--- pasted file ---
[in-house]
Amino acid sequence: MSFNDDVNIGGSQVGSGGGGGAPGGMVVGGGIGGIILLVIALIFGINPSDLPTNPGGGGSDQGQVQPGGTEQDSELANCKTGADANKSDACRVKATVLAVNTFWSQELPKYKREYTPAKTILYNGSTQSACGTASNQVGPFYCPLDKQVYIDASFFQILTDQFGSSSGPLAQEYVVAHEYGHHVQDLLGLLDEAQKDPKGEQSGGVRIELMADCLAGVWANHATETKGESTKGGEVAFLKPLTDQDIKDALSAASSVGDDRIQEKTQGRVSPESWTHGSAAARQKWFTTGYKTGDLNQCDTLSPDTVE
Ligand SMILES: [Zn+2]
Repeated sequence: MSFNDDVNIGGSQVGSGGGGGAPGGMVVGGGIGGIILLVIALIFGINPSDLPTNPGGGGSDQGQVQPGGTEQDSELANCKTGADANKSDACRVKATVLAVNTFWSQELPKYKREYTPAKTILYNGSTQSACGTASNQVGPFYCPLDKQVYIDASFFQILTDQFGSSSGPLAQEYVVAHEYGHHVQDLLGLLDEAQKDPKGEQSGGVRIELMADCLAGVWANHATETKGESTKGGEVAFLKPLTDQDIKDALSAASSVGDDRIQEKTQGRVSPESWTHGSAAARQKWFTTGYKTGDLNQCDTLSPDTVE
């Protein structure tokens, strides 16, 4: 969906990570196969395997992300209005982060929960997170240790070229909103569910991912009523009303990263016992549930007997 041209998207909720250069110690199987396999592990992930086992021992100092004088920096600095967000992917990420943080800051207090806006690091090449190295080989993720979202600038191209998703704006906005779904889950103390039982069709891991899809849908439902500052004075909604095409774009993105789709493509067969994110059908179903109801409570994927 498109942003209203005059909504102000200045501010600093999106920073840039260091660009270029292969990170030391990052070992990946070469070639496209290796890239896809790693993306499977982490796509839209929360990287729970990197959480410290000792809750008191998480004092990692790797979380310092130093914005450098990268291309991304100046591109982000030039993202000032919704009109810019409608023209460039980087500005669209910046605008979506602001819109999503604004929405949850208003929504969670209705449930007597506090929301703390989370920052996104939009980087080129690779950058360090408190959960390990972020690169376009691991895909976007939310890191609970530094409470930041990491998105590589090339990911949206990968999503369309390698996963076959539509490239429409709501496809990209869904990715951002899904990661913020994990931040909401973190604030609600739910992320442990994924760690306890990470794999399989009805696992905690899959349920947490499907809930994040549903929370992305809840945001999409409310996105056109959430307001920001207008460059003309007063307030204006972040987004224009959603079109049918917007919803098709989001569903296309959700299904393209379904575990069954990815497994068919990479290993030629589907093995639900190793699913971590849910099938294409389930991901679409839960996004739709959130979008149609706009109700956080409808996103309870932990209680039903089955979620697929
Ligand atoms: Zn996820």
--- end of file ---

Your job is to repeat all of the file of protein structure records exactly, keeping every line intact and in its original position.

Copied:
[in-house]
Amino acid sequence: MSFNDDVNIGGSQVGSGGGGGAPGGMVVGGGIGGIILLVIALIFGINPSDLPTNPGGGGSDQGQVQPGGTEQDSELANCKTGADANKSDACRVKATVLAVNTFWSQELPKYKREYTPAKTILYNGSTQSACGTASNQVGPFYCPLDKQVYIDASFFQILTDQFGSSSGPLAQEYVVAHEYGHHVQDLLGLLDEAQKDPKGEQSGGVRIELMADCLAGVWANHATETKGESTKGGEVAFLKPLTDQDIKDALSAASSVGDDRIQEKTQGRVSPESWTHGSAAARQKWFTTGYKTGDLNQCDTLSPDTVE
Ligand SMILES: [Zn+2]
Repeated sequence: MSFNDDVNIGGSQVGSGGGGGAPGGMVVGGGIGGIILLVIALIFGINPSDLPTNPGGGGSDQGQVQPGGTEQDSELANCKTGADANKSDACRVKATVLAVNTFWSQELPKYKREYTPAKTILYNGSTQSACGTASNQVGPFYCPLDKQVYIDASFFQILTDQFGSSSGPLAQEYVVAHEYGHHVQDLLGLLDEAQKDPKGEQSGGVRIELMADCLAGVWANHATETKGESTKGGEVAFLKPLTDQDIKDALSAASSVGDDRIQEKTQGRVSPESWTHGSAAARQKWFTTGYKTGDLNQCDTLSPDTVE
């Protein structure tokens, strides 16, 4: 969906990570196969395997992300209005982060929960997170240790070229909103569910991912009523009303990263016992549930007997 041209998207909720250069110690199987396999592990992930086992021992100092004088920096600095967000992917990420943080800051207090806006690091090449190295080989993720979202600038191209998703704006906005779904889950103390039982069709891991899809849908439902500052004075909604095409774009993105789709493509067969994110059908179903109801409570994927 498109942003209203005059909504102000200045501010600093999106920073840039260091660009270029292969990170030391990052070992990946070469070639496209290796890239896809790693993306499977982490796509839209929360990287729970990197959480410290000792809750008191998480004092990692790797979380310092130093914005450098990268291309991304100046591109982000030039993202000032919704009109810019409608023209460039980087500005669209910046605008979506602001819109999503604004929405949850208003929504969670209705449930007597506090929301703390989370920052996104939009980087080129690779950058360090408190959960390990972020690169376009691991895909976007939310890191609970530094409470930041990491998105590589090339990911949206990968999503369309390698996963076959539509490239429409709501496809990209869904990715951002899904990661913020994990931040909401973190604030609600739910992320442990994924760690306890990470794999399989009805696992905690899959349920947490499907809930994040549903929370992305809840945001999409409310996105056109959430307001920001207008460059003309007063307030204006972040987004224009959603079109049918917007919803098709989001569903296309959700299904393209379904575990069954990815497994068919990479290993030629589907093995639900190793699913971590849910099938294409389930991901679409839960996004739709959130979008149609706009109700956080409808996103309870932990209680039903089955979620697929
Ligand atoms: Zn996820």